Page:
Foreground API Explained

constructor(debugMode?: boolean)

  • debugMode: this flag is false by default, but is used to display logs in the console when testing or debugging the application.

init(): Promise<void>

Must be called when initializing the foreground process. Internally it awakens the service worker if you are using manifest v3. This step also adds listeners to communicate with the background process.

cancel(): Promise<void>

Must be called when the user dismisses your popup from your extension. This frees up resources and prevents the foreground process from affecting your user’s experience.

maxRuntime: number

This property gets and sets the maximum amount of time the module will apply coupons before completing the process. By default this value is 60. Once the coupons have been applying for more than 60 seconds, the module will automatically apply the code that saved the most money.

Integrating your foreground process behavior with the library’s

The wildlink coupons library in the foreground process extends from EventTarget supplied by the browser with some custom behavior. We use custom events for your application to listen to, along with events to help update your UI and end the process as well.

Foreground Events

Name: onReady

Fires off when we are ready to apply coupons

Event Interface:

{
merchantName: string; <-- The merchants name
couponsFound: number; <-- Show the user how much coupons are ready to try
onStart: () => Promise<void>; <-- Call when the user accepts the button to apply coupons
}

Example:

wildlinkCoupons.addEventListener('onReady', e => {
const eventData = e.detail;
console.log(eventData.couponsFound);
eventData.onStart();
});

Name: onNextCoupon

Fires off when we apply the next coupon, updates the progress in however your ui displays it

Event Interface:

{
progressPercentage: number; <-- number from 0 - 100 to show the user progress
}

Example:

wildlinkCoupons.addEventListener('onNextCoupon', e => {
const eventData = e.detail;
console.log(eventData.progressPercentage);
});

Name: onComplete

Fires off when the coupons have finished applying

Event Interface:

{
wasSuccessful: boolean; <-- Boolean that shows whether the user has saved money or not
amountSaved: number; <-- Floating point number showing how much user has saved in USD
workingCouponCode: string; <-- The coupon code that worked and saved them money
}

Example:

wildlinkCoupons.addEventListener('onComplete', e => {
const eventData = e.detail;
console.log(eventData.wasSuccessful);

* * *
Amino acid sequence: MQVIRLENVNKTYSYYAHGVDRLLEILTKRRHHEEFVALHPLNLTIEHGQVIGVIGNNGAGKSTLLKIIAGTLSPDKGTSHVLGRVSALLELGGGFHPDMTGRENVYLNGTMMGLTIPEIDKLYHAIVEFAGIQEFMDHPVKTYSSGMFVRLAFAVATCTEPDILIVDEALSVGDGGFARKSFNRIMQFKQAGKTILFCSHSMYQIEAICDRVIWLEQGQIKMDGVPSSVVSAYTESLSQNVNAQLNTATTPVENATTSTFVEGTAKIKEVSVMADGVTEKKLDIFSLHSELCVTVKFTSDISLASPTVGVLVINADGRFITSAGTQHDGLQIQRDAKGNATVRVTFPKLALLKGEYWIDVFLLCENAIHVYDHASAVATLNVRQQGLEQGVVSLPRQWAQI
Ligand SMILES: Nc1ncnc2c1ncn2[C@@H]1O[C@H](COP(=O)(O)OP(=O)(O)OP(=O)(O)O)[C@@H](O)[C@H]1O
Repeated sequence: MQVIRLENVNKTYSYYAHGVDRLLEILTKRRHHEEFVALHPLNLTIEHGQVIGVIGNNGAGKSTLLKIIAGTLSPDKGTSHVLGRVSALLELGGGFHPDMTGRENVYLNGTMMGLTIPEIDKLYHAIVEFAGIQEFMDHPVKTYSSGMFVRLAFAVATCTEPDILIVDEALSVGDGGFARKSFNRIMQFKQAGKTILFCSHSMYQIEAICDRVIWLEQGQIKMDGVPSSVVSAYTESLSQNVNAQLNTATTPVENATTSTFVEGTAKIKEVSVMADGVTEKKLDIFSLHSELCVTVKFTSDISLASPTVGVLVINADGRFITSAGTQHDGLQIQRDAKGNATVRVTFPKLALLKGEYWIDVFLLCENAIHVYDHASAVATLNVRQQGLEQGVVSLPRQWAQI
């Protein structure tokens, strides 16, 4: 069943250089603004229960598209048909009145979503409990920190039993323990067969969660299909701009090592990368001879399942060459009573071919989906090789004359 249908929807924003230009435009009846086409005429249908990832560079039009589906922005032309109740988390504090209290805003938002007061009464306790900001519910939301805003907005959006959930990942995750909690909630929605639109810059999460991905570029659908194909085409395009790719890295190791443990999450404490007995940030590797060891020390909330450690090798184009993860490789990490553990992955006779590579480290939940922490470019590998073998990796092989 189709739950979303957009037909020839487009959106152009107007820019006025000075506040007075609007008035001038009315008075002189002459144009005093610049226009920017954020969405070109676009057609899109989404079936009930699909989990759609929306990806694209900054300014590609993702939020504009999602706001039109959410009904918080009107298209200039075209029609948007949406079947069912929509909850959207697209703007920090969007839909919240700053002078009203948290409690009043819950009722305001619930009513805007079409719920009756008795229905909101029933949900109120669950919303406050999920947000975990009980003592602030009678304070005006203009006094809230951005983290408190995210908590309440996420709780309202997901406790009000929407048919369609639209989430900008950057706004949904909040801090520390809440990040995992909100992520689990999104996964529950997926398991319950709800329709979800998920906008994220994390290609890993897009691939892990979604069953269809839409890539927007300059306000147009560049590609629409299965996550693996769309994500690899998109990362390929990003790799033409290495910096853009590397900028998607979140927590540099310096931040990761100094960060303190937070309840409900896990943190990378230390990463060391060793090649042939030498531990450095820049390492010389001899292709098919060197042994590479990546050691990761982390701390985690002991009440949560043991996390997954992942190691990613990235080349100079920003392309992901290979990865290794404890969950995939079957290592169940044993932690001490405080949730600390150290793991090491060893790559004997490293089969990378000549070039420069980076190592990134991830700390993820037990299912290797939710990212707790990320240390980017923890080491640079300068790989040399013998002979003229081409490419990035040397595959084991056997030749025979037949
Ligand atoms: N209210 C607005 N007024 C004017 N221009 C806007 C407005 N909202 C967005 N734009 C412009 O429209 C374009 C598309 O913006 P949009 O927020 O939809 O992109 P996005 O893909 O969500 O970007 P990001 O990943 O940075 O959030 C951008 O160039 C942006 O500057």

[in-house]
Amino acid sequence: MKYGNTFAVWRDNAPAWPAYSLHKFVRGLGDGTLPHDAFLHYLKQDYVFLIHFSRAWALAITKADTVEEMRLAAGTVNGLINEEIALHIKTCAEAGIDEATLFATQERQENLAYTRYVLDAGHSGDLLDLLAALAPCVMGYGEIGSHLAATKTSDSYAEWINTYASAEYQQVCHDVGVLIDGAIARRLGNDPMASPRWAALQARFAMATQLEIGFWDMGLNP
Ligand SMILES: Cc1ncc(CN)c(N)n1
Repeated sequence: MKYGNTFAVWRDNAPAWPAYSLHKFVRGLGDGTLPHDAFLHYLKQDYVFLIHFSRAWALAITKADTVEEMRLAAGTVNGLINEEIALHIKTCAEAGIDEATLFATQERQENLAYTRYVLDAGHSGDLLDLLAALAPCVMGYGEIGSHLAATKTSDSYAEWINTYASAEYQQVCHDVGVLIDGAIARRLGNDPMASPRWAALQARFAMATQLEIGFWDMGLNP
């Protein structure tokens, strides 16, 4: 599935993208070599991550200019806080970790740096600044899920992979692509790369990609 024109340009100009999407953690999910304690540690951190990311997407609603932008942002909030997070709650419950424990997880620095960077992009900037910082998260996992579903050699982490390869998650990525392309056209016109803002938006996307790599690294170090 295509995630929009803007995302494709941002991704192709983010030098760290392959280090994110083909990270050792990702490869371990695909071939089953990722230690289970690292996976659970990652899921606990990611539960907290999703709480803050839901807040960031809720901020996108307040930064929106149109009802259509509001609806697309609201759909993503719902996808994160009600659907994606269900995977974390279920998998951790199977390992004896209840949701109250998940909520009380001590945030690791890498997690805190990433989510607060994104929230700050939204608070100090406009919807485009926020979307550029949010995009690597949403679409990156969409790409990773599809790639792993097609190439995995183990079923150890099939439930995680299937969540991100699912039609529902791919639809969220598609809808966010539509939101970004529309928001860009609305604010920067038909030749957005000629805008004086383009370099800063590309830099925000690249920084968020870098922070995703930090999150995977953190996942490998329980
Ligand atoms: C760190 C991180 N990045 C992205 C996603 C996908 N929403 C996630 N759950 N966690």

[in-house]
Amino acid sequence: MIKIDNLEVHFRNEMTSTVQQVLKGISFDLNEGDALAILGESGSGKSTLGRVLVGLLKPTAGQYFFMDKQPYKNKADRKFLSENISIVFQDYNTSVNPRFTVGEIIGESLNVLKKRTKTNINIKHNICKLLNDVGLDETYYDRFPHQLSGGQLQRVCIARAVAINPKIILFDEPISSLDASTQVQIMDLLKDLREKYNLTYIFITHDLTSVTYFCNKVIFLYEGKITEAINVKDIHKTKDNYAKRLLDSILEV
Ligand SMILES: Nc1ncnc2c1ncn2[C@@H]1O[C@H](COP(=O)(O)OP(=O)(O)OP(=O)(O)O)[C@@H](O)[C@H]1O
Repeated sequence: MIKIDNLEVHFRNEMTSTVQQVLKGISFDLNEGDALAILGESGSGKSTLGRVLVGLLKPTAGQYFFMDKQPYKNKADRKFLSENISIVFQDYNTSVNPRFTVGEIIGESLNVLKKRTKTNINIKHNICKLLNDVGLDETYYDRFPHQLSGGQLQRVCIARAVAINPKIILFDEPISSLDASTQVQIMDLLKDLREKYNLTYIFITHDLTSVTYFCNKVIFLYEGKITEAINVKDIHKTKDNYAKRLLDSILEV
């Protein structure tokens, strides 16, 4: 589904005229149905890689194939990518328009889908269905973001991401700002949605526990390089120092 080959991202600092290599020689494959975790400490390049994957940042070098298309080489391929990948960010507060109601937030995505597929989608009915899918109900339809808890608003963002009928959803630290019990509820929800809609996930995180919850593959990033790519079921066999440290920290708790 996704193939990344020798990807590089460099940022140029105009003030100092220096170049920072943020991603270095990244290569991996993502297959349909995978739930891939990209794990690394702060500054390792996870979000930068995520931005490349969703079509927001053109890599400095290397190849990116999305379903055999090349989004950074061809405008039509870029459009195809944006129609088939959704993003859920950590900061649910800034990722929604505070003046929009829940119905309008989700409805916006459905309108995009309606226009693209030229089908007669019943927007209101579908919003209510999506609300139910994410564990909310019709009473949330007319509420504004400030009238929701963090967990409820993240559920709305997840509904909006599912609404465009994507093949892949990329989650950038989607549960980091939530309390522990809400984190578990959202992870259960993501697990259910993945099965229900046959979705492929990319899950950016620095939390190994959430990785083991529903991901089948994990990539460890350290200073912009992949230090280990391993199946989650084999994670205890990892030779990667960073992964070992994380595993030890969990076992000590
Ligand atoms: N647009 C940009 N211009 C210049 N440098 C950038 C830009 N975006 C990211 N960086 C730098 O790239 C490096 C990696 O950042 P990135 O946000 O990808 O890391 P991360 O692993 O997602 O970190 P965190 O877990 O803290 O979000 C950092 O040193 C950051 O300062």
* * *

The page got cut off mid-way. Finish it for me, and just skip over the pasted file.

console.log(eventData.amountSaved);
console.log(eventData.workingCouponCode);
});

Name: onContinue

Fires off when the page has refreshed due to a coupon being applied, if we are still in a coupon session this will fire off and at this time you want to display your ui again

Event Interface:

{
merchantName: string; <-- Merchants name
currentProgressPercentage: number; <-- Percentage of current progress
}

Example:

wildlinkCoupons.addEventListener('onContinue', e => {
const eventData = e.detail;
console.log(eventData.wasSuccessful);
console.log(eventData.amountSaved);
console.log(eventData.workingCouponCode);
});

Injecting your own Coupons and Targets into the module

The module supports the ability for you to supply your own coupon codes and targets to merge with our own api's data. Providing a unified approach for you to extend the usability of the module.

How it works

When instantiating the module you will provide your own api matching the following interface:

interface IPartnerApi {
isSupportedDomain(domains: string[]): Promise<boolean>;
getSupportedDomain(domains: string[]): Promise<PartnerDomain | null>;
fetchCouponData(domain: string): Promise<Coupons.ResponseData | null>;
}

Here is an example implementation of what your api may look like:

// The implements keyword here is optional and only works in typescript.
// This just enforces the proper types in your class
export class MyPartnerApi implements NSPartnerApi.IPartnerApi {
async isSupportedDomain(domains: string[]): Promise<boolean> {
// handle your logic to see if our list of domains are found in your data store
// return true if any of the domains in the list are supported, or false if not
return true;
}
async getSupportedDomain(domains: string[]): Promise<NSPartnerApi.PartnerDomain | null> {
// handle your logic to fetch a domain object containing information about the merchant
return {
ActivationURL: '<https://example.activationurl.com/123>',
Domain: 'merchant.com',
Merchant: {
Name: 'My Merchant Name',
},
};
// Or return null if you were unable to find a supported domain matching any domains in the list
return null;
}
async fetchCouponData(domain: string): Promise<Coupons.ResponseData | null> {
// handle your api call for your coupon data
return {
Codes: [
{
ID: 0,
Code: 'DISCOUNT123',
},
],
Targets: [
{
Before: '#before',
Error: '.error div',
ID: 0,
Input: '#coupon-code-input',
Price: '#total-price',
Remove: 'button.remove',
Submit: 'button.submit',
Timeout: 0,
},
],
};

// or return null if not found
return null;
}
}

Method Implementation Details

The example calls are here to only show you examples of how we will be using your api internally. You will not be calling these methods yourself.

isSupportedDomain(domains: string[]): Promise<boolean>

This method will be called on every web page the user visits. In theory you would have a list of domains stored somewhere in the user's browser, and when this method is called, you will internally check that list to see if any of the domains in the argument exist in your data store.

Example call: